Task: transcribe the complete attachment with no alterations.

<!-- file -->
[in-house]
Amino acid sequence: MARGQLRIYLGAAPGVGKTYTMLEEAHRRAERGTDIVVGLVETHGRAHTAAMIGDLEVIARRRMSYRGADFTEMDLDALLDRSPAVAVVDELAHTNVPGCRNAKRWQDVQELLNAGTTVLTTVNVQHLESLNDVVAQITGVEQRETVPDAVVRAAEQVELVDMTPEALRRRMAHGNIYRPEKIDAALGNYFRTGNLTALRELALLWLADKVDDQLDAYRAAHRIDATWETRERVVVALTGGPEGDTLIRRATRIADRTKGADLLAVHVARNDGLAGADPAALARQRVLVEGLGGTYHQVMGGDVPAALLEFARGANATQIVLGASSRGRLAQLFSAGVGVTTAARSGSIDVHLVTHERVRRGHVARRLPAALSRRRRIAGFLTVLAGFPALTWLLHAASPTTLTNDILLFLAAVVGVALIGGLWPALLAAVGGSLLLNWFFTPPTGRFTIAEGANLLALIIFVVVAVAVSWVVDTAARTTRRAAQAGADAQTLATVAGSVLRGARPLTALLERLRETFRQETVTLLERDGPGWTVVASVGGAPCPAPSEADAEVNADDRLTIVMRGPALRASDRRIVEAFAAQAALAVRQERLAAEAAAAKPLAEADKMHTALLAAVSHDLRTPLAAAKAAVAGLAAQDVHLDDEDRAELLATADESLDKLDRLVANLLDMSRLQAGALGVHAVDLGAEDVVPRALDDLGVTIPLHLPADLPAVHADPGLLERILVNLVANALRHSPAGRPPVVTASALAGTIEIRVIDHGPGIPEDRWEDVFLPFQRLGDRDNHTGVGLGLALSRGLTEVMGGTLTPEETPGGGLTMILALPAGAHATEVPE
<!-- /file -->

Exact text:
[in-house]
Amino acid sequence: MARGQLRIYLGAAPGVGKTYTMLEEAHRRAERGTDIVVGLVETHGRAHTAAMIGDLEVIARRRMSYRGADFTEMDLDALLDRSPAVAVVDELAHTNVPGCRNAKRWQDVQELLNAGTTVLTTVNVQHLESLNDVVAQITGVEQRETVPDAVVRAAEQVELVDMTPEALRRRMAHGNIYRPEKIDAALGNYFRTGNLTALRELALLWLADKVDDQLDAYRAAHRIDATWETRERVVVALTGGPEGDTLIRRATRIADRTKGADLLAVHVARNDGLAGADPAALARQRVLVEGLGGTYHQVMGGDVPAALLEFARGANATQIVLGASSRGRLAQLFSAGVGVTTAARSGSIDVHLVTHERVRRGHVARRLPAALSRRRRIAGFLTVLAGFPALTWLLHAASPTTLTNDILLFLAAVVGVALIGGLWPALLAAVGGSLLLNWFFTPPTGRFTIAEGANLLALIIFVVVAVAVSWVVDTAARTTRRAAQAGADAQTLATVAGSVLRGARPLTALLERLRETFRQETVTLLERDGPGWTVVASVGGAPCPAPSEADAEVNADDRLTIVMRGPALRASDRRIVEAFAAQAALAVRQERLAAEAAAAKPLAEADKMHTALLAAVSHDLRTPLAAAKAAVAGLAAQDVHLDDEDRAELLATADESLDKLDRLVANLLDMSRLQAGALGVHAVDLGAEDVVPRALDDLGVTIPLHLPADLPAVHADPGLLERILVNLVANALRHSPAGRPPVVTASALAGTIEIRVIDHGPGIPEDRWEDVFLPFQRLGDRDNHTGVGLGLALSRGLTEVMGGTLTPEETPGGGLTMILALPAGAHATEVPE